By Don Simpson | May 27, 2009
Director: Lynn Shelton
Writer(s): Lynn Shelton
Starring: Mark Duplass, Joshua Leonard, Alycia Delmore, Lynn Shelton, Trina Willard
Let’s play a game!
First, imagine a film titled Humpday directed by Chuck Levine, starring Adam Sandler and Kevin James.
Next, imagine a film titled Humpday directed by Judd Apatow, starring Seth Rogen and Paul Judd.
OK, now imagine the above-mentioned films with the following plot: two male friends reunite after not seeing each other for an extended period of time. One friend is married and settled down in a “white picket fence” lifestyle; the other friend is a freewheeling nomad pulled straight from the pages of Kerouac. During a drunken and drugged-out binge, the two friends decide that they are going to make a porn film together in which two straight guys (played by the two friends) have sex.
You can pretty much image how both of those films would turn out, right? They would be funny, sure. If the Chuck Levine film is anything like I Now Pronounce You Chuck and Larry, it would probably be offensive and politically incorrect (I have a feeling Judd Apatow might approach the subject with a little more finesse). But, my point is, that you would know almost exactly what to expect. And, in both cases, I bet laughs would take precedence over message.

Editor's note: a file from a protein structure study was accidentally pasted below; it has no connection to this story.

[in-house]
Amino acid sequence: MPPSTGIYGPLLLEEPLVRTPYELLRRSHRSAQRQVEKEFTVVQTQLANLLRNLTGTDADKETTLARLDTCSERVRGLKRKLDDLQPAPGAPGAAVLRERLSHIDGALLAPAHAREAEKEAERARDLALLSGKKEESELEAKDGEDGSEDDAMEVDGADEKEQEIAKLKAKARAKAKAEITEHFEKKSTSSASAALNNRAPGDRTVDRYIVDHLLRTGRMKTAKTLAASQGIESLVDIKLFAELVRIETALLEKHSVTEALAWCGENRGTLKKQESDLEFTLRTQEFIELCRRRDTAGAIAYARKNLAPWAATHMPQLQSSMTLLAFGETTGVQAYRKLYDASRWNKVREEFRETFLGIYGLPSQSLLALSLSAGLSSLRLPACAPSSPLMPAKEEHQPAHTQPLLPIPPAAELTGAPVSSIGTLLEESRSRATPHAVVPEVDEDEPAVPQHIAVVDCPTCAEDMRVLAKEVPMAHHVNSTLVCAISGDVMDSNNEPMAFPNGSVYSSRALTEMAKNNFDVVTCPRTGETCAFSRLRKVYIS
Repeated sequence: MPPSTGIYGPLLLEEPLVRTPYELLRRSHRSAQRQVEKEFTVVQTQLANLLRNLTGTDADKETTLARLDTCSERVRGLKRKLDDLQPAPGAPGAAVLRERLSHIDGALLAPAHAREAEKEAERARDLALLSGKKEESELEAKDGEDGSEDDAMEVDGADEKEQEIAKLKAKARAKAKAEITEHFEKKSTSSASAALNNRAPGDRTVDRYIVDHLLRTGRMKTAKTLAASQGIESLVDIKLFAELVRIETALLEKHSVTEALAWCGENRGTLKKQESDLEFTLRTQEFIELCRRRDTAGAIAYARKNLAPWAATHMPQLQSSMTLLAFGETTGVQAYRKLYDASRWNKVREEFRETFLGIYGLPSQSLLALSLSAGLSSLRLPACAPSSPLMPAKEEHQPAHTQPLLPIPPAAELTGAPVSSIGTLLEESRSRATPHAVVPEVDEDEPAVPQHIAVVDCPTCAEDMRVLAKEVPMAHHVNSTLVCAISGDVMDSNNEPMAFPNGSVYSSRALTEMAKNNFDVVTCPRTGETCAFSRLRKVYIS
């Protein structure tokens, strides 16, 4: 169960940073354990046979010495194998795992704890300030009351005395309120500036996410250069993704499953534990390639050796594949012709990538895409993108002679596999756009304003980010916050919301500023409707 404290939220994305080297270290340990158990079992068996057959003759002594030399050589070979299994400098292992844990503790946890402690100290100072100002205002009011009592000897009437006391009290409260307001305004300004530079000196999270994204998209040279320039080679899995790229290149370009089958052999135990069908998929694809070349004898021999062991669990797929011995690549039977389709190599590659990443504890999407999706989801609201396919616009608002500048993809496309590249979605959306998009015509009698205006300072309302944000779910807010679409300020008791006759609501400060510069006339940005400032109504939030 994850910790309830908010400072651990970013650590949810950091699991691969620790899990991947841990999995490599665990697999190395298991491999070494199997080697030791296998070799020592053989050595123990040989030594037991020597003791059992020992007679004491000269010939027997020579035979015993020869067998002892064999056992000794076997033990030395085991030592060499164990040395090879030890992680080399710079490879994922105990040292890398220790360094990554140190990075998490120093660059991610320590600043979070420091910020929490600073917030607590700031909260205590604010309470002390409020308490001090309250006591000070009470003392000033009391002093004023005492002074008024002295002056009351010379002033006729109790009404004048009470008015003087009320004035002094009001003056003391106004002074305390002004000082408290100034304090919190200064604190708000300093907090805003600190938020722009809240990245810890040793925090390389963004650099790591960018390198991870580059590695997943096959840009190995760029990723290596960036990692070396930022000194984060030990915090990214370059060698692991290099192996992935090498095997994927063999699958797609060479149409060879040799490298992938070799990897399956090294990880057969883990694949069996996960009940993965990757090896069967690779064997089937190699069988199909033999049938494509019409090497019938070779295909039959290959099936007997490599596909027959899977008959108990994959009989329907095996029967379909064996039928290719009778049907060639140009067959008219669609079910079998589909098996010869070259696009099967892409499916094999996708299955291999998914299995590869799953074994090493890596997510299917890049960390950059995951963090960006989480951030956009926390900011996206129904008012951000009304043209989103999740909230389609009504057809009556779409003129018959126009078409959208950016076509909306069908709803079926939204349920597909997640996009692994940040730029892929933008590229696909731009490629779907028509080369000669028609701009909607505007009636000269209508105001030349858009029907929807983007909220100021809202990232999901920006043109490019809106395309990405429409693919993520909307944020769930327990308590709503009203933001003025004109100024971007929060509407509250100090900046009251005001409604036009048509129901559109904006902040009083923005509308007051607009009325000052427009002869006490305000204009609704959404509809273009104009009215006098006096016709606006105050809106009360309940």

Now imagine the same film by Lynn Shelton starring Mark Duplass and Joshua Leonard.
Most of you are probably asking…”Who?” OK. Have you ever heard the term mumblecore (http://en.wikipedia.org/wiki/Mumblecore)? Let’s just say that right alongside Joe Swanberg and Andrew Bujalski, Shelton and Duplass (along with his brother Jay) are stalwarts of that especially low-fi, independent, cinematic movement that SXSW loves ever so much (Shelton directed the SXSW 2008 standout My Effortless Brilliance; Duplass directed SXSW 2008 standout Baghead, starred in SXSW 2007 standout Hannah Takes the Stairs, and produced/wrote/acted in SXSW 2005 standout The Puffy Chair). And, I admit, I share in SXSW’s admiration of mumblecore…
But, I digress…Shelton’s handling of the material is masterful. It is mature and emotionally riveting, it is also incredibly and undeniably real (real is something you would probably never label a Levine or Apatow production). As with the rest of the mumblecore oeuvre, don’t expect any bells and whistles; Humpday is what I like to call “an actor’s film” – with strong performances, and not much else. Best of all (at least in my humble opinion), nothing is done solely for laughs yet Humpday is an incredibly funny film nonetheless.